• 5 minutes Oil prices forecast
  • 8 minutes Nuclear Power Can Be Green – But At A Price
  • 11 minutes Projection Of Experts: Oil Prices Expected To Stay Anchored Around $65-70 Through 2023
  • 16 minutes Europe Slipping into Recession?
  • 2 hours Socialists want to exorcise the O&G demon by 2030
  • 12 hours U.S. Treasury Secretary Mnuchin Weighs Lifting Tariffs On China
  • 3 hours Chevron to Boost Spend on Quick-Return Projects
  • 18 hours What will Saudi Arabia say? Booming Qatar-Turkey Trade To Hit $2 bn For 2018
  • 1 hour *Happy Dance* ... U.S. Shale Oil Slowdown
  • 11 hours UK, Stay in EU, Says Tusk
  • 1 hour Germany: Russia Can Save INF If It Stops Violating The Treaty
  • 44 mins Connection Between Climate Rules And German's No-Limit Autobahns? Strange, But It's Exist
  • 3 hours Conspiracy - Theory versus Reality
  • 15 hours Maritime Act of 2020 and pending carbon tax effects
  • 1 day Venezuela continues to sink in misery
  • 1 day Blame Oil Price or EVs for Car Market Crash? Auto Recession Has Started
  • 10 hours Regular Gas dropped to $2.21 per gallon today
Alt Text

Oil Rises After Choppy Start To The Week

Oil prices rose by roughly…

Alt Text

Oil Rises On Hopes Of A U.S.-China Trade Deal

Crude stabilized on Friday on…

Alt Text

Oil Set For First Annual Drop In Three Years

Despite a slight recovery in…

Tsvetana Paraskova

Tsvetana Paraskova

Tsvetana is a writer for the U.S.-based Divergente LLC consulting firm with over a decade of experience writing for news outlets such as iNVEZZ and…

More Info

Trending Discussions

Saudis Need $70 Oil To Break Even

Saudi Arabia needs oil prices at $70 per barrel in 2018 in order to breakeven, the International Monetary Fund (IMF) said on Tuesday in its Regional Economic Outlook on the Middle East and Central Asia.

The Saudi breakeven oil price to achieve zero deficit in 2017 is $73.10, according to the IMF, compared to $96.60 for 2016. Among the oil exporters in the region, Saudi Arabia has cut its breakeven oil price by the most between 2016 and 2017, but its budget breakeven price of oil is not the lowest in the region. The lowest breakeven price for 2017 is in Kuwait, $46.50, followed closely by Qatar at $46.80, according to IMF estimates.  

The medium-term oil price assumption, based on the futures market, is that oil prices will remain broadly with current levels of $50-$60, the IMF says.

“Spillovers from the low oil price environment continue to weigh on non-oil growth, which is expected to remain below historical averages,” the IMF noted.  

Budget deficits in the oil exporters soared to a combined 10.6 percent of GDP last year from 1.1 percent of GDP in 2014. Deficits are now expected to halve in 2017, thanks to a modest recovery in the price of oil and the countries’ efforts to cut budget deficits.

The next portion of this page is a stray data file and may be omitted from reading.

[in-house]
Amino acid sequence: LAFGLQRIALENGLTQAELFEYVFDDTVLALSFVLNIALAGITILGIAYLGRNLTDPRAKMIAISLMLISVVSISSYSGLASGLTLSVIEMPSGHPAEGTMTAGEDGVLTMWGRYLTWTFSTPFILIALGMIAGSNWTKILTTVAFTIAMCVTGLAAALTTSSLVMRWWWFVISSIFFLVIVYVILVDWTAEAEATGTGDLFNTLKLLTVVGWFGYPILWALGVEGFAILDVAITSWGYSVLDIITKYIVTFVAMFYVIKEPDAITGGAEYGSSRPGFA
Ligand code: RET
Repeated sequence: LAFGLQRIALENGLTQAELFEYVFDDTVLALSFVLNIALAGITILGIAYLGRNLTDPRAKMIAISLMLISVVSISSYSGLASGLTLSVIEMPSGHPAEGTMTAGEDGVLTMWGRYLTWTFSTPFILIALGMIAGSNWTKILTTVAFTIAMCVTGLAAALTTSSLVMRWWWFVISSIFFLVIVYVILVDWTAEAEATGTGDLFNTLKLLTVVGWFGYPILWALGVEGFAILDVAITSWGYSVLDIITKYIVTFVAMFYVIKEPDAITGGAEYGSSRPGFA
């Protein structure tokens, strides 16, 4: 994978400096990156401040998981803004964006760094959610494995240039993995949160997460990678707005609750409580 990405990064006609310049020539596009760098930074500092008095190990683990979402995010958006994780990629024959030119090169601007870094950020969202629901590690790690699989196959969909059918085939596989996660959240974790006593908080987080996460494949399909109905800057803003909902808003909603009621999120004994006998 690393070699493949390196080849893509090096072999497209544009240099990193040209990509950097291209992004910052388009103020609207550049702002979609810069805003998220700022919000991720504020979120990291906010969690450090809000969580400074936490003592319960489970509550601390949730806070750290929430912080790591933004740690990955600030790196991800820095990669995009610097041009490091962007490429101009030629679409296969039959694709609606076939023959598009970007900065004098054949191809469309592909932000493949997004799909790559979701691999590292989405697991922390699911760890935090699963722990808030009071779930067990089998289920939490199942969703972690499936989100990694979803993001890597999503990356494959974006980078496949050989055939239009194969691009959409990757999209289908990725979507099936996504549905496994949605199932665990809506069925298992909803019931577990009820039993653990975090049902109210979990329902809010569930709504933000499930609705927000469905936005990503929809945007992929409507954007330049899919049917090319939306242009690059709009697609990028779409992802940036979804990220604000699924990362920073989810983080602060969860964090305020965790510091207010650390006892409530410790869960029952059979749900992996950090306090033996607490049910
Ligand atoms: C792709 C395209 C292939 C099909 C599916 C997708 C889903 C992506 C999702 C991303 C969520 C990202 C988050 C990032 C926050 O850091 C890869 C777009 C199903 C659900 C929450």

“But since oil prices are expected to remain in the range of $50-60 a barrel, oil exporters will need to sustain—and in some cases intensify—their budget deficit-reduction efforts,” the IMF said.

Estimates for both oil and non-oil growth of the oil exporters in the Middle East, North Africa and Pakistan (MENAP) region are now “slightly weaker” than IMF’s projections from May this year.

Related: How Many Barrels Of Oil Are Needed To Mine One Bitcoin?

Not only are low oil prices leading to deficits, but they are also seen as dampening economic growth in the medium term. Non-oil growth in the Gulf Cooperation Council (GCC) members—Bahrain, Kuwait, Oman, Qatar, Saudi Arabia, UAE—is seen at 3.4 percent in 2020, compared to 6.7 percent in the period 2000-2015, the IMF said.

“None of the MENAP oil exporters—even countries with projected medium-term surpluses—are accumulating sufficient resources to protect the economic well-being of future generations once hydrocarbon resources are exhausted,” according to the fund.

By Tsvetana Paraskova for Oilprice.com

More Top Reads From Oilprice.com:




Back to homepage

Trending Discussions


Leave a comment
  • Neil Dusseault on October 31 2017 said:
    "Not only are low oil prices..."

    Low oil prices? Wake up! Read the headlines...both Brent & WTI are nearing 2-year highs, with WTI now well more than double the price from approx. a year and a half ago, with inventories still over 25% above their 5-year average, and the U.S. oil rig count now shows almost the number of rigs from last year's low.

    "Saudi Arabia needs oil prices at $70 per barrel in 2018 in order to breakeven..."

    Wow. Last year when oil was just over $26/bbl the Kingdom said they can break even at $10/bbl, unlike everyone else in the world, while U.S. producers said $40/bbl is all they need and guess which direction it went very quickly? Then I heard $50/bbl was a psychological barrier, now KSA jawbones for $60/bbl WTI & $65/bbl Brent minimum for their IPO of Aramco sometime next year, no one knows yet, including them, let alone exactly where nor how it will be listed but magically in just 12 years, per Vision 2030, the House of Saud will allegedly be free from oil...yeah right.

    Why are we even bothering to have a futures market for this commodity any more? All one from Saudi Arabia has to do is talk about getting together at a future date to discuss options on what might be done later and BOOM! The market provides them with everything anyone could ever wish for in their wildest dreams.

Leave a comment




Oilprice - The No. 1 Source for Oil & Energy News